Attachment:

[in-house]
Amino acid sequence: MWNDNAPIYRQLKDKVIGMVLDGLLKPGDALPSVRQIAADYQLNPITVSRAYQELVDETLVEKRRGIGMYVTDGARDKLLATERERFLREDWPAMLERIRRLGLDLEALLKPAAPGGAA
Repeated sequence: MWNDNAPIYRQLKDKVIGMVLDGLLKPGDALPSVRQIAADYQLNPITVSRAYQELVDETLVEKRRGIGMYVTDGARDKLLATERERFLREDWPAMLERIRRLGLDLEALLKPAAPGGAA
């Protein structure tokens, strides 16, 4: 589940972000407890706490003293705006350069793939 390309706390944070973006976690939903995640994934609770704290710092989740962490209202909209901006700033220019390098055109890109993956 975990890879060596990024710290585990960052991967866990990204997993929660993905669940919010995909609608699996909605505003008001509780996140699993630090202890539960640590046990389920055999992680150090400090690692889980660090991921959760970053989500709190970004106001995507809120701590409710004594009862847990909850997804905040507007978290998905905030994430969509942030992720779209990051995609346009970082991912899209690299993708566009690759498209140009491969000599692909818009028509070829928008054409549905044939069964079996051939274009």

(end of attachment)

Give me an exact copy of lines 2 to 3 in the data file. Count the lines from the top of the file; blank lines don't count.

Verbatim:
Amino acid sequence: MWNDNAPIYRQLKDKVIGMVLDGLLKPGDALPSVRQIAADYQLNPITVSRAYQELVDETLVEKRRGIGMYVTDGARDKLLATERERFLREDWPAMLERIRRLGLDLEALLKPAAPGGAA
Repeated sequence: MWNDNAPIYRQLKDKVIGMVLDGLLKPGDALPSVRQIAADYQLNPITVSRAYQELVDETLVEKRRGIGMYVTDGARDKLLATERERFLREDWPAMLERIRRLGLDLEALLKPAAPGGAA